The purpose of this paper is to offer accounting educators additional perspectives for ethics education by considering teaching approaches from medicine and law. It takes the form of literature review and argument. The paper finds that ethics education in accounting shows deficiencies in terms of code-bound content, less systematic formal training, less informal hands-on training, and less usage of partnering in comparison to ethics education in medicine and law, thereby producing students with higher moral cognitive capabilities. Based on these findings, the authors provide some recommendations for improvement.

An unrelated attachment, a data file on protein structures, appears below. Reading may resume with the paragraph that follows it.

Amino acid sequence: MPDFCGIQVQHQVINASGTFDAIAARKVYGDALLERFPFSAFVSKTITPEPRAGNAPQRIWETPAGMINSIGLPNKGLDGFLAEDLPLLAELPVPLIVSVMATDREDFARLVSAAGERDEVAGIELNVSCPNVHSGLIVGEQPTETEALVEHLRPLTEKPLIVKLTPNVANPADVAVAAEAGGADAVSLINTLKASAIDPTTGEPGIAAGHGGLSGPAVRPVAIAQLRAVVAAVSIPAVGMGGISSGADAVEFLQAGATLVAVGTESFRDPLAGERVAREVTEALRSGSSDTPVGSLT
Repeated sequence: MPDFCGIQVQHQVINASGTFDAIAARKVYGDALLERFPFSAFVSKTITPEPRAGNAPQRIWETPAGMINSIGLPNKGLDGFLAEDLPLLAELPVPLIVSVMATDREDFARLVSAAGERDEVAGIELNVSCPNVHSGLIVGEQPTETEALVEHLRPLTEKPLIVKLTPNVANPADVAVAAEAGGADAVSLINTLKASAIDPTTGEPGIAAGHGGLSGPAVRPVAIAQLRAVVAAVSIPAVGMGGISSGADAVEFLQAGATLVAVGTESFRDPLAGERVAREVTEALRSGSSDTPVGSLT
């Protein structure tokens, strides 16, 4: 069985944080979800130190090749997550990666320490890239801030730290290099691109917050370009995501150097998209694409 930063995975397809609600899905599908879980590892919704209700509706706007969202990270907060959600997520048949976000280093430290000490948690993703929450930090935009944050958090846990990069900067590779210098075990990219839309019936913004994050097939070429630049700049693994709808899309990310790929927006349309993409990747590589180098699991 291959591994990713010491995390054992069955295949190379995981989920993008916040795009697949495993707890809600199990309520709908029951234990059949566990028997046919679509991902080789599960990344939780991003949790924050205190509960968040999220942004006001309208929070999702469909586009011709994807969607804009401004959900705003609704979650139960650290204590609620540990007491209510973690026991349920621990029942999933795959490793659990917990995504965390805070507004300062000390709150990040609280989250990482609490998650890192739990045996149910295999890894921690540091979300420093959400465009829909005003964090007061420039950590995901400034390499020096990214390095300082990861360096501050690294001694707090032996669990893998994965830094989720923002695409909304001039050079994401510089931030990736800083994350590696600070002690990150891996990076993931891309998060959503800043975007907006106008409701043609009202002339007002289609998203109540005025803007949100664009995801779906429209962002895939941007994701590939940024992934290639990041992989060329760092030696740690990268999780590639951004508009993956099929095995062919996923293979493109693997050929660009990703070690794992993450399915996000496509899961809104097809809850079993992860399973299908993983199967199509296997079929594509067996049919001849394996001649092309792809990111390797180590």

Data Availability:  Data used in this study are available from the first author upon request.

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